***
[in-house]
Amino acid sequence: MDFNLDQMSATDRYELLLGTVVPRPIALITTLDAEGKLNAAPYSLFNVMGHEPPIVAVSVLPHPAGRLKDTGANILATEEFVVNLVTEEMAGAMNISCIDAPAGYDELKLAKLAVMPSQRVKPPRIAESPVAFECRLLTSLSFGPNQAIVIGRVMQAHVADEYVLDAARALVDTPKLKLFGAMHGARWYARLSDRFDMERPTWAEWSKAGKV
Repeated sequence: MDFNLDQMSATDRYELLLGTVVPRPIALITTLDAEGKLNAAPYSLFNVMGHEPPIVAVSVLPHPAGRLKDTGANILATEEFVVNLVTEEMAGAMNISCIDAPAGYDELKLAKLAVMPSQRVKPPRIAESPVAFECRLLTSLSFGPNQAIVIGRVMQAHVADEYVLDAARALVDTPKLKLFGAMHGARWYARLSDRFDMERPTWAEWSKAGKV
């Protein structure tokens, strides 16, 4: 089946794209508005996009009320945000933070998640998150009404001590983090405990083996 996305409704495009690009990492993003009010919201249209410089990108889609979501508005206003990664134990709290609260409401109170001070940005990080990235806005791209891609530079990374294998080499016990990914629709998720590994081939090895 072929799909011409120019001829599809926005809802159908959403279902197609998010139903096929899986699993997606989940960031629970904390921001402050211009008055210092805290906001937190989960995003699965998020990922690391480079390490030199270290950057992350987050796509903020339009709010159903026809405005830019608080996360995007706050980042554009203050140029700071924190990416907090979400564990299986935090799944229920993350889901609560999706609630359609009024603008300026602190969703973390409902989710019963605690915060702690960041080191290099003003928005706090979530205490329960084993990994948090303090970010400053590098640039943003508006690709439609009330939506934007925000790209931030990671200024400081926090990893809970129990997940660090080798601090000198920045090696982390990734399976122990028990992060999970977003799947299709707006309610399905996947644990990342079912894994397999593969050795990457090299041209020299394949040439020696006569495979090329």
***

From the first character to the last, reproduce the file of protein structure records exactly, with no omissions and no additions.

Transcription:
[in-house]
Amino acid sequence: MDFNLDQMSATDRYELLLGTVVPRPIALITTLDAEGKLNAAPYSLFNVMGHEPPIVAVSVLPHPAGRLKDTGANILATEEFVVNLVTEEMAGAMNISCIDAPAGYDELKLAKLAVMPSQRVKPPRIAESPVAFECRLLTSLSFGPNQAIVIGRVMQAHVADEYVLDAARALVDTPKLKLFGAMHGARWYARLSDRFDMERPTWAEWSKAGKV
Repeated sequence: MDFNLDQMSATDRYELLLGTVVPRPIALITTLDAEGKLNAAPYSLFNVMGHEPPIVAVSVLPHPAGRLKDTGANILATEEFVVNLVTEEMAGAMNISCIDAPAGYDELKLAKLAVMPSQRVKPPRIAESPVAFECRLLTSLSFGPNQAIVIGRVMQAHVADEYVLDAARALVDTPKLKLFGAMHGARWYARLSDRFDMERPTWAEWSKAGKV
């Protein structure tokens, strides 16, 4: 089946794209508005996009009320945000933070998640998150009404001590983090405990083996 996305409704495009690009990492993003009010919201249209410089990108889609979501508005206003990664134990709290609260409401109170001070940005990080990235806005791209891609530079990374294998080499016990990914629709998720590994081939090895 072929799909011409120019001829599809926005809802159908959403279902197609998010139903096929899986699993997606989940960031629970904390921001402050211009008055210092805290906001937190989960995003699965998020990922690391480079390490030199270290950057992350987050796509903020339009709010159903026809405005830019608080996360995007706050980042554009203050140029700071924190990416907090979400564990299986935090799944229920993350889901609560999706609630359609009024603008300026602190969703973390409902989710019963605690915060702690960041080191290099003003928005706090979530205490329960084993990994948090303090970010400053590098640039943003508006690709439609009330939506934007925000790209931030990671200024400081926090990893809970129990997940660090080798601090000198920045090696982390990734399976122990028990992060999970977003799947299709707006309610399905996947644990990342079912894994397999593969050795990457090299041209020299394949040439020696006569495979090329």